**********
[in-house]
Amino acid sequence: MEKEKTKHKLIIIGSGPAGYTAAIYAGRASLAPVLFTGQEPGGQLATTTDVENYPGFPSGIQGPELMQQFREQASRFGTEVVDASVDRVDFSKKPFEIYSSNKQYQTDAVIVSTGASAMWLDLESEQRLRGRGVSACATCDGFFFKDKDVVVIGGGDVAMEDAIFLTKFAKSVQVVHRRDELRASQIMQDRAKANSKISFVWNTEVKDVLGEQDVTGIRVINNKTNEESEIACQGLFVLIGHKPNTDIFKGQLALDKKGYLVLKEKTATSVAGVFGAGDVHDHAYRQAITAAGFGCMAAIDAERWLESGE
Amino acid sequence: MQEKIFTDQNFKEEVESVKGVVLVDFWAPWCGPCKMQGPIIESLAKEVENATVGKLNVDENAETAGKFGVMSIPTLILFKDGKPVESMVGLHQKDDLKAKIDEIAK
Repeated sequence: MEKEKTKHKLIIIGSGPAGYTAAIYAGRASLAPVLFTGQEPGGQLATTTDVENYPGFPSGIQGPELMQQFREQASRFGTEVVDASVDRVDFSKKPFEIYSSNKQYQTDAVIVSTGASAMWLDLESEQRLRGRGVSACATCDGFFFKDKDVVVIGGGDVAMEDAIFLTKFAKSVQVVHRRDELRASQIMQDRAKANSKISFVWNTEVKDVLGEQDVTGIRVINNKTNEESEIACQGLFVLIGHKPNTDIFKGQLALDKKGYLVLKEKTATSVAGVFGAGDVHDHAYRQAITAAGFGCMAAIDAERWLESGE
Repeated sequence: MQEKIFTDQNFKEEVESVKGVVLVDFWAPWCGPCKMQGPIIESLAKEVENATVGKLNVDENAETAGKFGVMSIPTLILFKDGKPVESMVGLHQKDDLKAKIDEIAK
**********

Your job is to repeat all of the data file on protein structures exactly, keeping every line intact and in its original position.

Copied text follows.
[in-house]
Amino acid sequence: MEKEKTKHKLIIIGSGPAGYTAAIYAGRASLAPVLFTGQEPGGQLATTTDVENYPGFPSGIQGPELMQQFREQASRFGTEVVDASVDRVDFSKKPFEIYSSNKQYQTDAVIVSTGASAMWLDLESEQRLRGRGVSACATCDGFFFKDKDVVVIGGGDVAMEDAIFLTKFAKSVQVVHRRDELRASQIMQDRAKANSKISFVWNTEVKDVLGEQDVTGIRVINNKTNEESEIACQGLFVLIGHKPNTDIFKGQLALDKKGYLVLKEKTATSVAGVFGAGDVHDHAYRQAITAAGFGCMAAIDAERWLESGE
Amino acid sequence: MQEKIFTDQNFKEEVESVKGVVLVDFWAPWCGPCKMQGPIIESLAKEVENATVGKLNVDENAETAGKFGVMSIPTLILFKDGKPVESMVGLHQKDDLKAKIDEIAK
Repeated sequence: MEKEKTKHKLIIIGSGPAGYTAAIYAGRASLAPVLFTGQEPGGQLATTTDVENYPGFPSGIQGPELMQQFREQASRFGTEVVDASVDRVDFSKKPFEIYSSNKQYQTDAVIVSTGASAMWLDLESEQRLRGRGVSACATCDGFFFKDKDVVVIGGGDVAMEDAIFLTKFAKSVQVVHRRDELRASQIMQDRAKANSKISFVWNTEVKDVLGEQDVTGIRVINNKTNEESEIACQGLFVLIGHKPNTDIFKGQLALDKKGYLVLKEKTATSVAGVFGAGDVHDHAYRQAITAAGFGCMAAIDAERWLESGE
Repeated sequence: MQEKIFTDQNFKEEVESVKGVVLVDFWAPWCGPCKMQGPIIESLAKEVENATVGKLNVDENAETAGKFGVMSIPTLILFKDGKPVESMVGLHQKDDLKAKIDEIAK